Kubernetes API Evolution
Kubernetes is the infrastructure foundation layer for modern platforms. It is powerful, flexible, has a strong community, and lots of integrations and tools that simplify its use. It is not, however, the platform itself. Teams still need to figure out how to run their workloads on it; they still need to deal with the cognitive load associated with Kubernetes and the plethora of tools available; they still need to handcraft the experience they want on the platform.
An evolution of “Kubernetes as the Platform” is to provide more than just access to a barebones cluster. Platform teams can ask application developers what services they are seeking to deploy, or look around for commonalities across different teams. Furthermore, platform teams can start reasoning about what patterns and standards teams should follow, and find ways to ease the onboarding for teams.
For example, a platform team will want to enforce security standards and may choose to use a secrets management system. This could be an external system running on a public cloud provider, or in-cluster deployments. The requirements may also differ depending on the intended use of the cluster: potentially stricter for production workloads than for development workloads. Those standards may be documented in a shared-wiki somewhere in the organisation, but the platform team may not have visibility on what exactly people are doing.
Platform teams can, though, make the “right” way the easy way (also referred to as Golden Paths). On the provisioning of the cluster, the platform team can determine what standards need to be enforced and pre-install and configure the necessary software on the cluster, simplifying the entire application team experience. The platform team can include telemetry, opening doors to monitoring and traceability.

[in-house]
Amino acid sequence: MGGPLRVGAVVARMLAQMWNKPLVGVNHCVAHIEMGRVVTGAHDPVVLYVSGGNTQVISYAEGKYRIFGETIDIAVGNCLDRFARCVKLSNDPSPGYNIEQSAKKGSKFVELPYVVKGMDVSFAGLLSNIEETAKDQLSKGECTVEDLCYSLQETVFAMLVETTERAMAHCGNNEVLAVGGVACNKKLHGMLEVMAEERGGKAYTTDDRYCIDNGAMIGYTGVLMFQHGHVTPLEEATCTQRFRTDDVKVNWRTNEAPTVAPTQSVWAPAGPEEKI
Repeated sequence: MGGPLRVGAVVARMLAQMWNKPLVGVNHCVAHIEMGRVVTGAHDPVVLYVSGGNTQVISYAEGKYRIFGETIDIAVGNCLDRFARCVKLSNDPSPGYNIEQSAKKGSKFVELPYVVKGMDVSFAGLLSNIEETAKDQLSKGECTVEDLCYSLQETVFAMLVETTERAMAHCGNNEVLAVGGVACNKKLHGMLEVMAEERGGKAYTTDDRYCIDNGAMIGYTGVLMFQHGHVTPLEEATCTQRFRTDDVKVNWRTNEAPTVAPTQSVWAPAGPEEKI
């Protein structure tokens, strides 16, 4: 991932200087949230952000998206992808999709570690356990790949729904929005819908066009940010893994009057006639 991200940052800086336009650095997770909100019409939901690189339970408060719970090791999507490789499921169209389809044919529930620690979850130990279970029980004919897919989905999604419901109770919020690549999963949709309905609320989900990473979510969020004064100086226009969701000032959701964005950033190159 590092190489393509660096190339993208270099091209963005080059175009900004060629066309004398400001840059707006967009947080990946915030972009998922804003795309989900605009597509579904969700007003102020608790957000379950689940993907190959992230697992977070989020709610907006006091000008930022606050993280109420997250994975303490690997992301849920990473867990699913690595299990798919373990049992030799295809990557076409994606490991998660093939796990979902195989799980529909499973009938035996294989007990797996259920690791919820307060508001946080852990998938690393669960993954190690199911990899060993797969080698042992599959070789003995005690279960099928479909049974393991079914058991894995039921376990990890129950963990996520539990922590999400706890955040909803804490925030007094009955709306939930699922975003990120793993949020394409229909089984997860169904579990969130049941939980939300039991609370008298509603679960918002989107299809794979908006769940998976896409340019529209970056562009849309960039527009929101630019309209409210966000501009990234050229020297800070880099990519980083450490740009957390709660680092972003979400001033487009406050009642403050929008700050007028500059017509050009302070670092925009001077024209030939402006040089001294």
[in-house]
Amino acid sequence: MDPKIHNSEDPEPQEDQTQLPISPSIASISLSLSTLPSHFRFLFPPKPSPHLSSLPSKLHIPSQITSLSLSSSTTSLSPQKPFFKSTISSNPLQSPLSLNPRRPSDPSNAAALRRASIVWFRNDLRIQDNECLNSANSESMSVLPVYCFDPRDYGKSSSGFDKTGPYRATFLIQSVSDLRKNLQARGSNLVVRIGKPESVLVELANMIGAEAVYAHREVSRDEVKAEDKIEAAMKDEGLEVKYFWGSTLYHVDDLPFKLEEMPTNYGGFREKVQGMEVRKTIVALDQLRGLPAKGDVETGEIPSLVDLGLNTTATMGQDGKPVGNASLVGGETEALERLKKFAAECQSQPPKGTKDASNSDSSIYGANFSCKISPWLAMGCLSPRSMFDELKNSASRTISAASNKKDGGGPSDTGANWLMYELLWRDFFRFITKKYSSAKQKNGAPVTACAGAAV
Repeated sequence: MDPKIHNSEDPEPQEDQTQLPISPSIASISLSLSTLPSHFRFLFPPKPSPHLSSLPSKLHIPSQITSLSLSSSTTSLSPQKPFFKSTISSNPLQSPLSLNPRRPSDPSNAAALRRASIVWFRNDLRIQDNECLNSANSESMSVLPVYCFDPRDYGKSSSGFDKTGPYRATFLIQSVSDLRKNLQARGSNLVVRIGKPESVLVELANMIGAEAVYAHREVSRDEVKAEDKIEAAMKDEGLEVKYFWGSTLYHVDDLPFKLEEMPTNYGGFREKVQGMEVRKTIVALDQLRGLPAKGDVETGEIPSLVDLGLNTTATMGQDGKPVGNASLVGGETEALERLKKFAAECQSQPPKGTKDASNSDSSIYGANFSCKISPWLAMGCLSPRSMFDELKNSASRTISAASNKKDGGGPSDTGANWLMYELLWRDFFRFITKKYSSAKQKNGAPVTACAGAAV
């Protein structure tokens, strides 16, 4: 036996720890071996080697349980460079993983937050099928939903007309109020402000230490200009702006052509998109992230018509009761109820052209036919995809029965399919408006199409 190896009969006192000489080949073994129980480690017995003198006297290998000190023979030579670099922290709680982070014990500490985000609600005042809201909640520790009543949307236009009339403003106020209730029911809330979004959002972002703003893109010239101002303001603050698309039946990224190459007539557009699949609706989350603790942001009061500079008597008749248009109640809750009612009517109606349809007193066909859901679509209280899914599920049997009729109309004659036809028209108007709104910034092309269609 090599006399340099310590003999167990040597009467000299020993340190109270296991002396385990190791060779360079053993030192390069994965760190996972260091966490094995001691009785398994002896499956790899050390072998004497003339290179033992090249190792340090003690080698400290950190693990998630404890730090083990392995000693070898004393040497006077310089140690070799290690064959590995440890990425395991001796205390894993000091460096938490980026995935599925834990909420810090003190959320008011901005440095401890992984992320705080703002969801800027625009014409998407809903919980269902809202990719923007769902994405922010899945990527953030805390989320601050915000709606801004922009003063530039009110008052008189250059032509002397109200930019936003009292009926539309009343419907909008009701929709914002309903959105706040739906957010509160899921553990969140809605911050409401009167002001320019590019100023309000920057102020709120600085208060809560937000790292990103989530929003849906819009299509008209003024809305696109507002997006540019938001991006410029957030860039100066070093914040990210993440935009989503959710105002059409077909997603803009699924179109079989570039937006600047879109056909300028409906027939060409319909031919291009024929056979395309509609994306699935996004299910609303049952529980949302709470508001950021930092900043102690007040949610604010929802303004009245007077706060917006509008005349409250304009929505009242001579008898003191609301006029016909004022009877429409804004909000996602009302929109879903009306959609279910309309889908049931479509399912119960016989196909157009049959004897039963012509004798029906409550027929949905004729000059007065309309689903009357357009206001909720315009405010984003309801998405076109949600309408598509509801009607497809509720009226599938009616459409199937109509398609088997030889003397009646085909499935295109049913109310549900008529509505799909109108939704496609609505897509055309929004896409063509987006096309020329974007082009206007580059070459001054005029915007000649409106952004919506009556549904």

Talking to users to better understand their needs and taking the time to bootstrap the cluster to meet these needs (along with additional services provided by platform team) pushes the value line of the platform up, reducing the gap application teams need to cross to get their products running. Over time, the platform team can evolve to offering customised and pre-configured environments, tailored to the user needs. With a high level of abstraction, Kubernetes can become an implementation detail, unseen by the user.
To illustrate, a team building a web application may need a cluster with an application running engine (like knative or Kubevela), a database (like PostgreSQL or MongoDB), and a CI/CD system (like Jenkins or Tekton). A team building a backend service may also need caching, messaging, and monitoring. By implementing a product approach to the platform, the platform team increases the value their users gain from it.
Kratix is a Kubernetes native framework for building platforms and is built upon a concept called Promises. Promises are the encapsulation of a service you want to provide. You define how you want your application teams to consume Promises (API), and what should happen when they are consumed, via the execution of pipelines. By leveraging the power of Compound Promises, platform teams can combine multiple Promises to deliver entire developer experiences.
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